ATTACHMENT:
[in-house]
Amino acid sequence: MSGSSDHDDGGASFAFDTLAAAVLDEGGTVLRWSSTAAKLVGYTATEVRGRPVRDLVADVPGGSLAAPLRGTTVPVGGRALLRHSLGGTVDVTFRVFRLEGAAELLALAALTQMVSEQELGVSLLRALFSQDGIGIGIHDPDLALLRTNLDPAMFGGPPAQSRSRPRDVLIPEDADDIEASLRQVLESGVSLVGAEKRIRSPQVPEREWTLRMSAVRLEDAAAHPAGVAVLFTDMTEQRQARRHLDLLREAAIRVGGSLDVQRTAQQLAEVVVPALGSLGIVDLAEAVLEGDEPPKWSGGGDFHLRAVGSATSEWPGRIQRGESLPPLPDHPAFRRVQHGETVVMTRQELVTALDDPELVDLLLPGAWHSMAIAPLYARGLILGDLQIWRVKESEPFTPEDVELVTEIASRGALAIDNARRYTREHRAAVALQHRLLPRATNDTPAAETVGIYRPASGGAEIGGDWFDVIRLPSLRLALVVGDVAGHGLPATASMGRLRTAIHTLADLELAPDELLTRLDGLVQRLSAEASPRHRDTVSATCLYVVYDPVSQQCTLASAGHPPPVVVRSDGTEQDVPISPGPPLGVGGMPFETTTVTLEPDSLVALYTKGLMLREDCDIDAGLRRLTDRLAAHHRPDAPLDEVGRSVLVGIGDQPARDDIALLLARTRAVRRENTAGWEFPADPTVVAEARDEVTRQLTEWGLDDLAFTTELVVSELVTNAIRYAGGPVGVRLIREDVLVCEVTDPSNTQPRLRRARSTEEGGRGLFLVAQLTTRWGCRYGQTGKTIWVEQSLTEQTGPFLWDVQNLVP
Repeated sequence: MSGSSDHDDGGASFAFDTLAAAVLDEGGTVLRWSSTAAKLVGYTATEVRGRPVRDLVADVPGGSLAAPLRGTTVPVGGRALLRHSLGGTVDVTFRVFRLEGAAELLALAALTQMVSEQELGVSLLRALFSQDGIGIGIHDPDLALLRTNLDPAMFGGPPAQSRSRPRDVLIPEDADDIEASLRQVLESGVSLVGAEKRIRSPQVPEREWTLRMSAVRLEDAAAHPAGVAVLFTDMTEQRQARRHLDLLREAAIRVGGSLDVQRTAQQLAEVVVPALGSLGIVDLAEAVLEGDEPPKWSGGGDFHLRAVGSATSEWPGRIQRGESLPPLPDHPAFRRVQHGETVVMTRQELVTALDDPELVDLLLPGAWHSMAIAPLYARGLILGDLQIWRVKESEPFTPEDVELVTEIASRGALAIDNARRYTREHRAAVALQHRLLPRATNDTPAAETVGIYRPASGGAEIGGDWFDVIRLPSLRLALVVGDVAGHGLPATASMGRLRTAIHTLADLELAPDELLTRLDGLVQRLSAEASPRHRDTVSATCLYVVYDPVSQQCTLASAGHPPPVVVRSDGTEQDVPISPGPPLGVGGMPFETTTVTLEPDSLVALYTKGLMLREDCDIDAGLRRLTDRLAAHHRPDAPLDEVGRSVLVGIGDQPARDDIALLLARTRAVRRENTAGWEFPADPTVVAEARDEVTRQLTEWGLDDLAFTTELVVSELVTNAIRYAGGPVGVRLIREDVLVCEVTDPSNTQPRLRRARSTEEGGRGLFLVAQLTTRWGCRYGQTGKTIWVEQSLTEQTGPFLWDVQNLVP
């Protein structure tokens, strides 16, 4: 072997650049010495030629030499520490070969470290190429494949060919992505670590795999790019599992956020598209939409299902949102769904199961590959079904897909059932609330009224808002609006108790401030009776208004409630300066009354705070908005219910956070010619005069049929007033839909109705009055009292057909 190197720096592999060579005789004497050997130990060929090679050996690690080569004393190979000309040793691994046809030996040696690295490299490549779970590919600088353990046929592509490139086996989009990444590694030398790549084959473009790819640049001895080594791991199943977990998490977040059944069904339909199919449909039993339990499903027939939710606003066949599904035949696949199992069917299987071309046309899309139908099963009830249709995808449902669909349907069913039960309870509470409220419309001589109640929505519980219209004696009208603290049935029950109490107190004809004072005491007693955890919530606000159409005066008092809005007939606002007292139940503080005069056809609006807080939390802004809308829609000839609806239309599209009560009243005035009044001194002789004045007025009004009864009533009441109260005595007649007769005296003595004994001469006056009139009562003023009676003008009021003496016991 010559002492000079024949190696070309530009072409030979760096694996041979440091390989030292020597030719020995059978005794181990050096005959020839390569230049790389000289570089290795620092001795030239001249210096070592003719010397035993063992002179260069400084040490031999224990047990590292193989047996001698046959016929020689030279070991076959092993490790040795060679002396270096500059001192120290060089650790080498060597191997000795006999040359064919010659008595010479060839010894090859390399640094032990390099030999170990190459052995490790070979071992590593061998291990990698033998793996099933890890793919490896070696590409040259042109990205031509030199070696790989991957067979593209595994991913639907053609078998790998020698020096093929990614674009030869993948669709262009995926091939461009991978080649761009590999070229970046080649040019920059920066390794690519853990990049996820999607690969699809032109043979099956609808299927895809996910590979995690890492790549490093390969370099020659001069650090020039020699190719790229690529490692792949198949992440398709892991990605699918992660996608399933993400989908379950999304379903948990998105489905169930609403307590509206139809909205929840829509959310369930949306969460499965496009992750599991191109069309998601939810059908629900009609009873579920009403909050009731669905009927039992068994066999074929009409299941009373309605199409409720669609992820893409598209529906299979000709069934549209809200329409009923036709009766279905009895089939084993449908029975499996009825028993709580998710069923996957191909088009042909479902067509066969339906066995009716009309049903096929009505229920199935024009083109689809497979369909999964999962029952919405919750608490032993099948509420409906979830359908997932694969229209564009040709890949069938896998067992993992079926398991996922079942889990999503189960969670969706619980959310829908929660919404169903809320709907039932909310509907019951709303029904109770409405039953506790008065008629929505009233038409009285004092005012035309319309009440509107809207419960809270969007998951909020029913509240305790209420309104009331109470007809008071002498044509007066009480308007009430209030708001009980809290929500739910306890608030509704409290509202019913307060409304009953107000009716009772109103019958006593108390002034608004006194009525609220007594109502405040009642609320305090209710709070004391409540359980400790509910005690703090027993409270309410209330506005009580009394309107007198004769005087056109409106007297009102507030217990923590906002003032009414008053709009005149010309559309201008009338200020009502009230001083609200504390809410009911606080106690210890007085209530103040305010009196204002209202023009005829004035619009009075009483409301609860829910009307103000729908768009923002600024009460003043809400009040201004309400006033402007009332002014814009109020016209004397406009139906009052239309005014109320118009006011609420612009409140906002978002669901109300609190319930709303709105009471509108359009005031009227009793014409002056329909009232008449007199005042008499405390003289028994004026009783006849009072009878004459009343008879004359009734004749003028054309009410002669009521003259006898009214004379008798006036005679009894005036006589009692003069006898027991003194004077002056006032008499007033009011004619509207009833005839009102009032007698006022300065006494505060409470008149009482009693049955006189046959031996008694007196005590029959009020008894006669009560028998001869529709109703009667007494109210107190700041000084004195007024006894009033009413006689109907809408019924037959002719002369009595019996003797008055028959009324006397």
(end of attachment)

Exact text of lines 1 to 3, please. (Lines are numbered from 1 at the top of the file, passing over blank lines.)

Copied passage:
[in-house]
Amino acid sequence: MSGSSDHDDGGASFAFDTLAAAVLDEGGTVLRWSSTAAKLVGYTATEVRGRPVRDLVADVPGGSLAAPLRGTTVPVGGRALLRHSLGGTVDVTFRVFRLEGAAELLALAALTQMVSEQELGVSLLRALFSQDGIGIGIHDPDLALLRTNLDPAMFGGPPAQSRSRPRDVLIPEDADDIEASLRQVLESGVSLVGAEKRIRSPQVPEREWTLRMSAVRLEDAAAHPAGVAVLFTDMTEQRQARRHLDLLREAAIRVGGSLDVQRTAQQLAEVVVPALGSLGIVDLAEAVLEGDEPPKWSGGGDFHLRAVGSATSEWPGRIQRGESLPPLPDHPAFRRVQHGETVVMTRQELVTALDDPELVDLLLPGAWHSMAIAPLYARGLILGDLQIWRVKESEPFTPEDVELVTEIASRGALAIDNARRYTREHRAAVALQHRLLPRATNDTPAAETVGIYRPASGGAEIGGDWFDVIRLPSLRLALVVGDVAGHGLPATASMGRLRTAIHTLADLELAPDELLTRLDGLVQRLSAEASPRHRDTVSATCLYVVYDPVSQQCTLASAGHPPPVVVRSDGTEQDVPISPGPPLGVGGMPFETTTVTLEPDSLVALYTKGLMLREDCDIDAGLRRLTDRLAAHHRPDAPLDEVGRSVLVGIGDQPARDDIALLLARTRAVRRENTAGWEFPADPTVVAEARDEVTRQLTEWGLDDLAFTTELVVSELVTNAIRYAGGPVGVRLIREDVLVCEVTDPSNTQPRLRRARSTEEGGRGLFLVAQLTTRWGCRYGQTGKTIWVEQSLTEQTGPFLWDVQNLVP
Repeated sequence: MSGSSDHDDGGASFAFDTLAAAVLDEGGTVLRWSSTAAKLVGYTATEVRGRPVRDLVADVPGGSLAAPLRGTTVPVGGRALLRHSLGGTVDVTFRVFRLEGAAELLALAALTQMVSEQELGVSLLRALFSQDGIGIGIHDPDLALLRTNLDPAMFGGPPAQSRSRPRDVLIPEDADDIEASLRQVLESGVSLVGAEKRIRSPQVPEREWTLRMSAVRLEDAAAHPAGVAVLFTDMTEQRQARRHLDLLREAAIRVGGSLDVQRTAQQLAEVVVPALGSLGIVDLAEAVLEGDEPPKWSGGGDFHLRAVGSATSEWPGRIQRGESLPPLPDHPAFRRVQHGETVVMTRQELVTALDDPELVDLLLPGAWHSMAIAPLYARGLILGDLQIWRVKESEPFTPEDVELVTEIASRGALAIDNARRYTREHRAAVALQHRLLPRATNDTPAAETVGIYRPASGGAEIGGDWFDVIRLPSLRLALVVGDVAGHGLPATASMGRLRTAIHTLADLELAPDELLTRLDGLVQRLSAEASPRHRDTVSATCLYVVYDPVSQQCTLASAGHPPPVVVRSDGTEQDVPISPGPPLGVGGMPFETTTVTLEPDSLVALYTKGLMLREDCDIDAGLRRLTDRLAAHHRPDAPLDEVGRSVLVGIGDQPARDDIALLLARTRAVRRENTAGWEFPADPTVVAEARDEVTRQLTEWGLDDLAFTTELVVSELVTNAIRYAGGPVGVRLIREDVLVCEVTDPSNTQPRLRRARSTEEGGRGLFLVAQLTTRWGCRYGQTGKTIWVEQSLTEQTGPFLWDVQNLVP